Impedance Control: The Importance of Impedance Control in PCB

Impedance Control in PCB

Data signals and high-speed signals are prone to noise and attenuation during transmission, hence it is crucial to maintain signal integrity throughout the trace of the signal. One such factor is the impedance of the trace. The problem with impedance-related issues is that they cause unexpected and sometimes unrecognizable problems which are further complicated by the placement of nearby components which makes the diagnosis more difficult, even when the problem is addressed it requires changes in design which is both expensive and time-consuming.

What is Impedance Control?

Impedance by definition, is the obstruction of alternating current due to the combined effect of reactance and it obstructs every voltage-changing signal, be it a digital (for example square wave) or an analog signal (for example sine wave). The formula for impedance is 𝑍²=𝑅²+(𝑋ₗ-𝑋𝑐) ², where Z is the inductance R is the resistance, 𝑋ₗ is the inductive reactance and 𝑋𝑐 is capacitive inductance. Further from the above equation, impedance is directly proportional to resistance which is in turn directly proportional to the length of the conductor and inversely proportional to the cross-section of a conductor (in PCBs we take the width of the trace).

So impedance control means a certain impedance value is achieved by controlling the copper trace width, space and reference plane layers. It is used to transmit high-speed signals in printed circuit boards and is widely used in high-speed and high-frequency applications.

Factors Affecting the Impedance of a Trace in a PCB

For a normal trace (single-ended), the above formula gives the expected impedance as seen in the picture below which is of an impedance calculator tool. Such tools are also available on the websites of PCB vendors.

Fig1. Calculation of net Impedance(Zo) of a single end trace.

Fig1. Calculation of net Impedance(Zo) of a single end trace.

As shown in Fig 1. there are not many parameters affecting single trace impedance the formula 𝑍²=𝑅²+(𝑋ₗ-𝑋𝑐) ² mostly gives the required impedance. Propagation delay(Tpd) and the frequency of the signal also contribute to the impedance but are mostly negligible under 100 MHz. It is after Gigahertz signals that the frequency starts affecting impedance in an appreciable value. Further material of the substrate also contributes to the impedance of a trace.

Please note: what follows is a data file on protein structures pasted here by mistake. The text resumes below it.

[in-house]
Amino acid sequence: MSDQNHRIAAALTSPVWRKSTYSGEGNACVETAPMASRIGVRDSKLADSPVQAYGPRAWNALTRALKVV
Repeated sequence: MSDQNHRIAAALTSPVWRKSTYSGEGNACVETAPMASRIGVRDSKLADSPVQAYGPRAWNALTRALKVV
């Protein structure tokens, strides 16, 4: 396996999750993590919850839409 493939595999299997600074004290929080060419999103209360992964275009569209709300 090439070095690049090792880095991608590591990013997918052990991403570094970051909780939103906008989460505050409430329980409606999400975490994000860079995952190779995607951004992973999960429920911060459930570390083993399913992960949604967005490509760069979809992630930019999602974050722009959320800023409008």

It is the differential pairs where things start getting tricky with impedance, as in differential pairs a new concept of differential impedance is introduced.

Fig 2. Calculation of differential Impedance(Zo) of differential pair traces.

Fig 2. Calculation of differential Impedance(Zo) of differential pair traces.

As seen in Fig 2. the calculation for impedance now has too many variables, majorly conductor width, conductor spacing, and coupled length which must also be equal for each trace in the differential pair. Almost all of the differential pairs utilize impedance matching for signal integrity. Other reasons for affecting impedance are, the addition of inductors (like ferrite beads) at any end of the trace and improper use of vias.

What Happens When Impedance is not Controlled?

First of all things, we must know where controlled impedance is required. High-frequency signals, data signals, and RF signals require impedance matching. One might notice the following problems if the impedance is not properly controlled for the above-mentioned signals.

  1. Increase in Bit Error Rate (BER). High-frequency signals such as those used for rising-edge applications cannot lose even a few microseconds of data, attenuation in such signals might also result in the rejection of the whole data packet sent by the receiver.